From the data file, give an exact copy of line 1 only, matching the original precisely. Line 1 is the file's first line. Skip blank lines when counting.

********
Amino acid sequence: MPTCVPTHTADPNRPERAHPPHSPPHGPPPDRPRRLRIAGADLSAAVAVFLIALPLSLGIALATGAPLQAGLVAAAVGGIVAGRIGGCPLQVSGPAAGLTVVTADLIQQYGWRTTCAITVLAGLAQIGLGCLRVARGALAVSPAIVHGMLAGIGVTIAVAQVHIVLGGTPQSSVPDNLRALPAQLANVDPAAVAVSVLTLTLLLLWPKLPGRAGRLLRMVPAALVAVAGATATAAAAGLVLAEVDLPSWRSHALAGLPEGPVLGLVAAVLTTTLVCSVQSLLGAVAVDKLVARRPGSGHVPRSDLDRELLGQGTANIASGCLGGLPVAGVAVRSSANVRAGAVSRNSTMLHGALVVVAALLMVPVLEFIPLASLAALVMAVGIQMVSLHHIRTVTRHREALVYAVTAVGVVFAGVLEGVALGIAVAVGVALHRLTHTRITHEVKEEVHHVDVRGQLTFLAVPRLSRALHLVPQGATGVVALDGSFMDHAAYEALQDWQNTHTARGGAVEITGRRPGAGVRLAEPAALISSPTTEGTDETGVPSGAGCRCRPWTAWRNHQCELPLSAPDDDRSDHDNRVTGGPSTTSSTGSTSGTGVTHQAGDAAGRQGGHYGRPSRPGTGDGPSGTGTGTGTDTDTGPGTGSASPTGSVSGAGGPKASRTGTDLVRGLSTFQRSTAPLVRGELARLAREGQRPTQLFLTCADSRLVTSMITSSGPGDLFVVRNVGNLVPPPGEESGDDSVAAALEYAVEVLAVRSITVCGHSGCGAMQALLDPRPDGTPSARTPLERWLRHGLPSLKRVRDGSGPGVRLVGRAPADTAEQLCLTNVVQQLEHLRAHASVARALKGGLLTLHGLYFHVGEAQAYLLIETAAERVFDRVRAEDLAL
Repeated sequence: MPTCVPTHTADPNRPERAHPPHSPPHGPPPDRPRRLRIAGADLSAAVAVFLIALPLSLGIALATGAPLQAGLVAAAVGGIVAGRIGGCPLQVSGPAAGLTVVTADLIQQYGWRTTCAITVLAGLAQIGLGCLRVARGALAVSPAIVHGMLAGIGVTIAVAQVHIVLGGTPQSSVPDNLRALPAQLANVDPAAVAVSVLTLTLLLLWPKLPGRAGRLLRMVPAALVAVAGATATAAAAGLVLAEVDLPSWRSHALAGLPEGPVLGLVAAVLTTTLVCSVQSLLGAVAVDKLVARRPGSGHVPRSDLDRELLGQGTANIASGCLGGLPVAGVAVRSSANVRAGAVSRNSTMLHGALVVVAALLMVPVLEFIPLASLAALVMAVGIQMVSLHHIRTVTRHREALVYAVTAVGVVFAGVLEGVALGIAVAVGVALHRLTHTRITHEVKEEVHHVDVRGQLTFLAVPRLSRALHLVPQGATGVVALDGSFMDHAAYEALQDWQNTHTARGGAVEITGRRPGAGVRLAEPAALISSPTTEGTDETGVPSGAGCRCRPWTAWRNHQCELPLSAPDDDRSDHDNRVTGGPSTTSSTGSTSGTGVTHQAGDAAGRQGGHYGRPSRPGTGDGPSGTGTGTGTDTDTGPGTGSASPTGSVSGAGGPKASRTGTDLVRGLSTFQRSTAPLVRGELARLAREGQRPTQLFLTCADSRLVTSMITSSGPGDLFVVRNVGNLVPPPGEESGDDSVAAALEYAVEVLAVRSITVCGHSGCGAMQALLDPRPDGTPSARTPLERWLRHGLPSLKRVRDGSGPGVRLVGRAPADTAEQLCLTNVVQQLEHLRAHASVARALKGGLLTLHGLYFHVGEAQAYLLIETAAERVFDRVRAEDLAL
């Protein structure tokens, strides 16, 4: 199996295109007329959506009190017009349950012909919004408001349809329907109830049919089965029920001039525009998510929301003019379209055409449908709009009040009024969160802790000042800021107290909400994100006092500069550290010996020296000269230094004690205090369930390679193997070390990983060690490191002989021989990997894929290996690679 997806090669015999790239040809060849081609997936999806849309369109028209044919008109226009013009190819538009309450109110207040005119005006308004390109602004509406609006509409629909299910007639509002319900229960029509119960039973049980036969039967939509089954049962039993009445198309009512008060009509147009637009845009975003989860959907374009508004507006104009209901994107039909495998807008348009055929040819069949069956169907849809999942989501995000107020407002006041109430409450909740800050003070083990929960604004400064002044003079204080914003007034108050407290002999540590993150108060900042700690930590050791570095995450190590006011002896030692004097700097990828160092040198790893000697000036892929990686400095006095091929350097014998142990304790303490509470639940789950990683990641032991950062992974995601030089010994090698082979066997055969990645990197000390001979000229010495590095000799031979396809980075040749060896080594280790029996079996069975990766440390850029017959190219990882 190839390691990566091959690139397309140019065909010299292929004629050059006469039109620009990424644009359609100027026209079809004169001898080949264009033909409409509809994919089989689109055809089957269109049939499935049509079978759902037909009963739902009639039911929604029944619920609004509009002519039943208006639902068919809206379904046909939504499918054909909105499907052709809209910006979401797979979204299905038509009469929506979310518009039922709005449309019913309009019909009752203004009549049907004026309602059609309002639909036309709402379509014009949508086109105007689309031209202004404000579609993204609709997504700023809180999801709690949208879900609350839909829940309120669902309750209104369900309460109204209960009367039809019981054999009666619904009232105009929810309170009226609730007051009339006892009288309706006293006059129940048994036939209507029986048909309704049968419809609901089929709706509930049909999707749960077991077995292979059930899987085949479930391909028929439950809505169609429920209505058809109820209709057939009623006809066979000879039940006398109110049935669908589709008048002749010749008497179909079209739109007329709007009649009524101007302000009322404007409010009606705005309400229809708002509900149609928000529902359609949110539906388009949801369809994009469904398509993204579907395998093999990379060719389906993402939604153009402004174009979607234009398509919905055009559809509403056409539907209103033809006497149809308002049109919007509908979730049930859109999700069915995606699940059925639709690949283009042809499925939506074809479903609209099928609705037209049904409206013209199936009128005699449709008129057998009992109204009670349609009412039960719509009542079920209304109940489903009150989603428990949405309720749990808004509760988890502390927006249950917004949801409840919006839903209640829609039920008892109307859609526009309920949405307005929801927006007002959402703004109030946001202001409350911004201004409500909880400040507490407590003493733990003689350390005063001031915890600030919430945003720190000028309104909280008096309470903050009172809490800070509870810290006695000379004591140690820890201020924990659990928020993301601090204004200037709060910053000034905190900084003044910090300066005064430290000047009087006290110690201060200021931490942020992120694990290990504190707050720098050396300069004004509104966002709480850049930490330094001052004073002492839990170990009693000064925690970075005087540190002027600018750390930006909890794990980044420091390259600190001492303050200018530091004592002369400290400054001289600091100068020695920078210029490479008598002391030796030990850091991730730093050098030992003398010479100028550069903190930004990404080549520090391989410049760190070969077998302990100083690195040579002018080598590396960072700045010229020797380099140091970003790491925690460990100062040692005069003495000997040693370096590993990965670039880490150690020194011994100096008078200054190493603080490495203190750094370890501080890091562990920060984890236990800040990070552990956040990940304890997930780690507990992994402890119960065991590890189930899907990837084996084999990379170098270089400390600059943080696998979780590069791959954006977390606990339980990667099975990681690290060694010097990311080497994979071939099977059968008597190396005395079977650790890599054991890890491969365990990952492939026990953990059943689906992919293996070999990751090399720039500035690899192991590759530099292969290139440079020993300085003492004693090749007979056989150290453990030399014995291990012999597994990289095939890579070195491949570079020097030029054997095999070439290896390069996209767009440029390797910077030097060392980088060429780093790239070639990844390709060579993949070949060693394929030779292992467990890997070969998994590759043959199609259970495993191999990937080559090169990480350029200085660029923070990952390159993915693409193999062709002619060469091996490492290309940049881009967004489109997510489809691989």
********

Amino acid sequence: MPTCVPTHTADPNRPERAHPPHSPPHGPPPDRPRRLRIAGADLSAAVAVFLIALPLSLGIALATGAPLQAGLVAAAVGGIVAGRIGGCPLQVSGPAAGLTVVTADLIQQYGWRTTCAITVLAGLAQIGLGCLRVARGALAVSPAIVHGMLAGIGVTIAVAQVHIVLGGTPQSSVPDNLRALPAQLANVDPAAVAVSVLTLTLLLLWPKLPGRAGRLLRMVPAALVAVAGATATAAAAGLVLAEVDLPSWRSHALAGLPEGPVLGLVAAVLTTTLVCSVQSLLGAVAVDKLVARRPGSGHVPRSDLDRELLGQGTANIASGCLGGLPVAGVAVRSSANVRAGAVSRNSTMLHGALVVVAALLMVPVLEFIPLASLAALVMAVGIQMVSLHHIRTVTRHREALVYAVTAVGVVFAGVLEGVALGIAVAVGVALHRLTHTRITHEVKEEVHHVDVRGQLTFLAVPRLSRALHLVPQGATGVVALDGSFMDHAAYEALQDWQNTHTARGGAVEITGRRPGAGVRLAEPAALISSPTTEGTDETGVPSGAGCRCRPWTAWRNHQCELPLSAPDDDRSDHDNRVTGGPSTTSSTGSTSGTGVTHQAGDAAGRQGGHYGRPSRPGTGDGPSGTGTGTGTDTDTGPGTGSASPTGSVSGAGGPKASRTGTDLVRGLSTFQRSTAPLVRGELARLAREGQRPTQLFLTCADSRLVTSMITSSGPGDLFVVRNVGNLVPPPGEESGDDSVAAALEYAVEVLAVRSITVCGHSGCGAMQALLDPRPDGTPSARTPLERWLRHGLPSLKRVRDGSGPGVRLVGRAPADTAEQLCLTNVVQQLEHLRAHASVARALKGGLLTLHGLYFHVGEAQAYLLIETAAERVFDRVRAEDLAL